(I know you’re thinking I’ve multiple personalities–last week Kelly Clarkson and this week Hester Prynne. Don’t we all?)
Many of us read The Scarlet Letter in high school. Hester Prynne, an unwed mother in the Puritan Massachusetts Colony is subjected to not only public humiliation, but to prison for refusing to identify her child’s father. She is forced to wear a scarlet A for the rest of her life. And though the author, Nathaniel Hawthorne, never defines the significance of A, most agree it meant adulteress.
Though my children are legitimate, this week I became a marked woman, despite the fact my state welcomes folk:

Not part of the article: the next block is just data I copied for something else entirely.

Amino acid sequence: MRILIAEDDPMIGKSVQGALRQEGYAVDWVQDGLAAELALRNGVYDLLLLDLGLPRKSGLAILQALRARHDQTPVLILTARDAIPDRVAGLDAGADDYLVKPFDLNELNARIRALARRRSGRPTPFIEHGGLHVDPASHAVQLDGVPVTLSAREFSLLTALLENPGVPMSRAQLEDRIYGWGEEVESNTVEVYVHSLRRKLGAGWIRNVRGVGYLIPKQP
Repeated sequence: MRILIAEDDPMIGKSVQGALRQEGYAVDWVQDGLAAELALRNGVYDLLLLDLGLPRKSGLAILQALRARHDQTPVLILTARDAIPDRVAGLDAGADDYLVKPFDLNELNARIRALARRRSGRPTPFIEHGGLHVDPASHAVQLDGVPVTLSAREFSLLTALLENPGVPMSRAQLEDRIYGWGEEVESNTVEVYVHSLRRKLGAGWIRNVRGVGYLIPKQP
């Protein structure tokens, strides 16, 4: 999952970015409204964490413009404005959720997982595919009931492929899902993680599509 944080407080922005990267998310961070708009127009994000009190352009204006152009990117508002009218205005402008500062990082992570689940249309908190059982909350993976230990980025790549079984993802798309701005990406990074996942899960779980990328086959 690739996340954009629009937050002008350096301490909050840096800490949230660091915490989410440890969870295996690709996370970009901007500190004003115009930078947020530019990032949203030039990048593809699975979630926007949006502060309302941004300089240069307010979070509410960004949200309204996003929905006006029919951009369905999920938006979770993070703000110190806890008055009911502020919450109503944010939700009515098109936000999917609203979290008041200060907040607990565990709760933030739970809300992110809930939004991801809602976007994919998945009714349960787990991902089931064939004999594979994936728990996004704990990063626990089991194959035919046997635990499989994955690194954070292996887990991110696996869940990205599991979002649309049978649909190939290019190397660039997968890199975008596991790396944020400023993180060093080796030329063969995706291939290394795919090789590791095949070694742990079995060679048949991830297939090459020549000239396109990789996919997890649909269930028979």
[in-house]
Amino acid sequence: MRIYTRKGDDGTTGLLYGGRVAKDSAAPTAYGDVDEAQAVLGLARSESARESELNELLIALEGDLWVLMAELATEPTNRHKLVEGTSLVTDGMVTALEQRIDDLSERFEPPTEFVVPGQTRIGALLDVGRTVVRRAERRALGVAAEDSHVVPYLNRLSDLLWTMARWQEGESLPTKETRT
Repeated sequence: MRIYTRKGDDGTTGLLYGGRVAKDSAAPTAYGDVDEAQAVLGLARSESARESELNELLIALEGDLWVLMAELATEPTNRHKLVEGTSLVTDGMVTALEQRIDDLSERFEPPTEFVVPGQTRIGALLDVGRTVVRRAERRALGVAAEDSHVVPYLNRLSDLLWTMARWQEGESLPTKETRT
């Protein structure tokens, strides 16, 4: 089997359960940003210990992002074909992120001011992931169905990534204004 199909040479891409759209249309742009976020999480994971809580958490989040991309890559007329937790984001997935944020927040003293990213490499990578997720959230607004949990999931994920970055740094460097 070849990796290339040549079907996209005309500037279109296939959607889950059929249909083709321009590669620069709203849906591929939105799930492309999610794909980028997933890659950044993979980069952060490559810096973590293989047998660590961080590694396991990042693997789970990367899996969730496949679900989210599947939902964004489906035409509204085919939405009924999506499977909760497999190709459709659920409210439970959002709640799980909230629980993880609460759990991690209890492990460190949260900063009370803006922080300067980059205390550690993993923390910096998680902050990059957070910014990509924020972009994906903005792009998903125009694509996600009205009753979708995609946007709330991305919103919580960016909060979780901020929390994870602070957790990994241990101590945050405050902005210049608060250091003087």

I’m forced to wear the red letter. Arizona is the new coronavirus epicenter! If I decide to fly to Hawaii, New York, New Jersey, or Connecticut, I must be quarantined for two weeks in these states. Not that I’m contemplating an airplane ride, but I never thought I’d experience lockup upon arrival. Next week, all Americans will not be permitted to travel to Europe.
I refuse to blame anyone in particular, except us. Many of us ignored precautionary measures. Many of us flocked to the beaches, bars, and night clubs when restrictions eased. Many of us acted like the dragon was slain. In retrospect, we are responsible for the spikes in cases in Texas, Florida, California, and Arizona.
Fortunately, one of my alma maters has a logo, which I can easily have branded on my forehead:
I’ll get the tattoo guy to change to maroon to scarlet red. Then, everyone will know Arizona Sue has arrived in Newark, NJ.
And today Arizona hospitals are requesting crisis care–triaging to decide who gets a COVID bed and who gets hospice. I get the:
Call me ASH.